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dc.contributor.otherInternational Pump Users Symposium (20th : 2003)
dc.creatorGamboa, Jose
dc.creatorOlivet, Aurelio
dc.creatorIglesias, Juan Carlos
dc.creatorGonzalez, Pedro
dc.date.accessioned2017-10-05T15:52:07Z
dc.date.available2017-10-05T15:52:07Z
dc.date.issued2003
dc.identifier.urihttp://hdl.handle.net/1969.1/164013
dc.descriptionLecture
dc.descriptionpg. 19
dc.description.abstractAnalytical and experimental studies were carried out on a progressive cavity pump (PCP) fitted with a metallic stator with a fixed, positive clearance around the single helical rotor. This eliminates wear and greatly increases pump life, but it allows leakage or slip back to suction, which decreases the net output flow rate for a given imposed pressure rise. On the other hand, conventional PCP’S have an elastomeric stator surrounding the rotor at zero clearance, so there is zero leakage until this stator wears out. Computations made on three analytical models provided insight into the internal leakage of this new type of PCP and pointed the way for further more definitive performance analysis in the future. These models, which utilized computational fluid dynamics (CFD), were: Flow past a rotating cylinder between two closely fitted parallel plates, Flow past a straight wall with a developed (“untwisted”) stator flute moving axially along this wall like a convergent-divergent bearing space that has wedge flow and the associated developed positive and negative pressures, and Flow through a slit that models the clearance between the rotor and the surrounding stator (called the “model of the PCP”). Experiments were conducted under single-phase and two-phase conditions in order to acquire performance data for an actual PCP with a metallic stator. Pressure sensors installed inside the pump measured instantaneous cavity pressures and enabled comparison of these measurements with the CFD simulations. Liquid viscosity in the single-phase tests varied from 1 to 480 cP. Light oil with a viscosity of 42 cP was used for the multiphase tests, in which the intake gas void fraction was varied from zero to 80 percent. The test pump had a 40 mm (1.58 inches) rotor and was run over a speed range from 100 to 1200 rpm. The performance curves obtained from the experiments form a valuable data base for users who would be interested in applying this new PCP pump type. More significantly, these results validate the use of PCP’s with metallic stators in the production of heave and extra-heavy crude oil.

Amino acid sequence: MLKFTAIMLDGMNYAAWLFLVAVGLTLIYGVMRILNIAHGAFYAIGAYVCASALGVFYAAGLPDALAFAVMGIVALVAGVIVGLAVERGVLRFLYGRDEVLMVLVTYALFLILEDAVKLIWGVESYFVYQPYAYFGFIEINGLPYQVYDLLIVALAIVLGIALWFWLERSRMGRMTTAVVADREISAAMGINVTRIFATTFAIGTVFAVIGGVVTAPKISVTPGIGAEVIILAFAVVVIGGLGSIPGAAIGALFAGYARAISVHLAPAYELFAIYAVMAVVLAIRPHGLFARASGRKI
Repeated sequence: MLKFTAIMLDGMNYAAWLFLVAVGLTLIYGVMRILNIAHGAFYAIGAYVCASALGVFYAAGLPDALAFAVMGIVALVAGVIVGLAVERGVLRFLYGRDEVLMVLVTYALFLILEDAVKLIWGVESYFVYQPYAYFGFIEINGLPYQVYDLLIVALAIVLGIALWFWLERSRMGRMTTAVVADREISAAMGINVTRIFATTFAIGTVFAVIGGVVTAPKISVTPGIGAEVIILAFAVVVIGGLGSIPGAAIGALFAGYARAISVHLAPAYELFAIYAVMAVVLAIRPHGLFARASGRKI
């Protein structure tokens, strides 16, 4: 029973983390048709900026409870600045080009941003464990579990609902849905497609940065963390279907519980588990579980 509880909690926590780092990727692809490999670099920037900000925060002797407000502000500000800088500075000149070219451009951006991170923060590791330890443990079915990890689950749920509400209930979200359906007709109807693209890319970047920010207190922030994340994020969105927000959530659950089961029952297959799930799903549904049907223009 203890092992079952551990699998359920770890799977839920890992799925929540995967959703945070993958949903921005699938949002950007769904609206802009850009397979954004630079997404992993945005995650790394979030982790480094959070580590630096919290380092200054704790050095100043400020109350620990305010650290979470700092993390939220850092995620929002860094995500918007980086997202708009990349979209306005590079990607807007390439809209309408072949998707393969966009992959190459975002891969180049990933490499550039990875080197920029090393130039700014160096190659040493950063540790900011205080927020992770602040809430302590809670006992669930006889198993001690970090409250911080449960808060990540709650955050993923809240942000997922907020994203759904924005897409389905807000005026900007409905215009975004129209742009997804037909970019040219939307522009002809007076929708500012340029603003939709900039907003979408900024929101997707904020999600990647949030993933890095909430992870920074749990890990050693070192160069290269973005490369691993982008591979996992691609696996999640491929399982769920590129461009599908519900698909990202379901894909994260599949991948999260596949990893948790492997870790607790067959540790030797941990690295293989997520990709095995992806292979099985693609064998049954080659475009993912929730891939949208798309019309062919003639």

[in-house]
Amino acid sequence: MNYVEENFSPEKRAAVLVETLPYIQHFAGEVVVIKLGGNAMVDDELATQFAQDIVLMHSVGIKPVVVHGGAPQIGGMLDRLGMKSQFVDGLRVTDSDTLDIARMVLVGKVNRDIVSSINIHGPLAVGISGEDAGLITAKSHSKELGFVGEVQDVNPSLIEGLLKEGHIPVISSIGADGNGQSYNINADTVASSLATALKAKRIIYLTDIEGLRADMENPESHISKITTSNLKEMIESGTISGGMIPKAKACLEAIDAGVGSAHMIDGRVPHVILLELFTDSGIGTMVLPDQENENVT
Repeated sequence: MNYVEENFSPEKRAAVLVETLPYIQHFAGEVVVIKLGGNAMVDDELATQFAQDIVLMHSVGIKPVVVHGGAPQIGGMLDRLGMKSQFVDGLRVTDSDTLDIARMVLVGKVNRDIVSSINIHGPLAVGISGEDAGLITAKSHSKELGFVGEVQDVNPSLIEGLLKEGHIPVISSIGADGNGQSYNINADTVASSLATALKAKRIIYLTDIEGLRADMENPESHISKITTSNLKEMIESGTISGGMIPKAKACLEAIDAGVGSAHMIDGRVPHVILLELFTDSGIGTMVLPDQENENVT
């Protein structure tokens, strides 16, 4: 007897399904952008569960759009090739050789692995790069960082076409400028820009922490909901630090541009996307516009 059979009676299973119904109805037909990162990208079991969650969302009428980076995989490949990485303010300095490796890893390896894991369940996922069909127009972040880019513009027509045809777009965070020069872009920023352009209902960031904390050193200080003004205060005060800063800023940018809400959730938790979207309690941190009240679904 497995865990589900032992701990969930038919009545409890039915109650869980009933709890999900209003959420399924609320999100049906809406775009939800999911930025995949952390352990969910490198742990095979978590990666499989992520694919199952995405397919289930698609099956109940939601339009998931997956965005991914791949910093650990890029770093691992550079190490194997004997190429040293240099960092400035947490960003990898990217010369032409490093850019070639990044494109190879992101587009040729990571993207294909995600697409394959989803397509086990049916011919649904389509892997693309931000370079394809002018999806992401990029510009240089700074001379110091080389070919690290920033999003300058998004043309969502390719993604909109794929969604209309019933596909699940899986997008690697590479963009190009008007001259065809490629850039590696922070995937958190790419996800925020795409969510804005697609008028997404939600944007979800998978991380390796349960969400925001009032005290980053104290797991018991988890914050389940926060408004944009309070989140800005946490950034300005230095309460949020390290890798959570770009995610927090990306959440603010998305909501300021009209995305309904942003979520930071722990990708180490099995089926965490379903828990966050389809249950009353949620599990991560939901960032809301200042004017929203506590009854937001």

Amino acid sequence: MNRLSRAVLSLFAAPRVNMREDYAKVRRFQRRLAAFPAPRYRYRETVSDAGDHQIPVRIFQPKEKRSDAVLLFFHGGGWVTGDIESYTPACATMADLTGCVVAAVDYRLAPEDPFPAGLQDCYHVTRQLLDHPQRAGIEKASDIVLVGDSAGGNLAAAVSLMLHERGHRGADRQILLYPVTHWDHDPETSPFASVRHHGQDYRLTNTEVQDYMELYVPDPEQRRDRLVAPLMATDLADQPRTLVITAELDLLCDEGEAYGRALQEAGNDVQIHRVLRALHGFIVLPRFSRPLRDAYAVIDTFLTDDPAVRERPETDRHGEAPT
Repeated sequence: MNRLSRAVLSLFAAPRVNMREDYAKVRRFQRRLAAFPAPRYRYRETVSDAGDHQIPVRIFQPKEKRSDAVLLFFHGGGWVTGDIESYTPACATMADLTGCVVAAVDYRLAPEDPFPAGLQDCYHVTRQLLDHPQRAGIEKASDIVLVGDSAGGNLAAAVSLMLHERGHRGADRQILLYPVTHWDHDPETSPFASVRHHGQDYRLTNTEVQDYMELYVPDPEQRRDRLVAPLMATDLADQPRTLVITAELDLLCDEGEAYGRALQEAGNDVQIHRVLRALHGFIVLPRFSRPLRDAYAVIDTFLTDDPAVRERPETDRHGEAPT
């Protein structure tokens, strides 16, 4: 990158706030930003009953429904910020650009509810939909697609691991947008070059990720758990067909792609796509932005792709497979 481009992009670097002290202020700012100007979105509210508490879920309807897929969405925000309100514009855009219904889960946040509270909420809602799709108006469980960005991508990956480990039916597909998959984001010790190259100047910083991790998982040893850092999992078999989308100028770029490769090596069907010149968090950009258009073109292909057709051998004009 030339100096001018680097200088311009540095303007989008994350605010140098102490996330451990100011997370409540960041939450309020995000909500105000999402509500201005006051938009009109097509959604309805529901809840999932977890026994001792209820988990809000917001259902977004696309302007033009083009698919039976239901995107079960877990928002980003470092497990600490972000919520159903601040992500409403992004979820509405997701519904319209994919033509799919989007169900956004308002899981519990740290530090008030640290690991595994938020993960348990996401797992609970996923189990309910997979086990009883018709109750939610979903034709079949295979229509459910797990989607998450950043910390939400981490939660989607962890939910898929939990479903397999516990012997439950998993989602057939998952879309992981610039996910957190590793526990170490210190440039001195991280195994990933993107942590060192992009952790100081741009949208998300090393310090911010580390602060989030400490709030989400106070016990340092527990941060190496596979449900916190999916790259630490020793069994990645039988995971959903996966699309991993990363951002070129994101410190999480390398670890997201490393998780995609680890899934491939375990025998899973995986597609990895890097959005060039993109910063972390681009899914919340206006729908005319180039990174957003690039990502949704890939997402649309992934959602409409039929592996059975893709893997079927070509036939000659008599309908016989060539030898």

dc.format.mediumElectronic
dc.format.mimetypeapplication/pdf
dc.language.isoen
dc.publisherTexas A&M University. Turbomachinery Laboratories
dc.relation.ispartofProceedings of the 20th International Pump Users Symposium
dc.subject.lcshPumping machinery
dc.titleUnderstanding The Performance Of A Progressive Cavity Pump With Metallic Stator
dc.type.genrePresentation
dc.type.materialText
dc.identifier.doihttps://doi.org/10.21423/R12Q38


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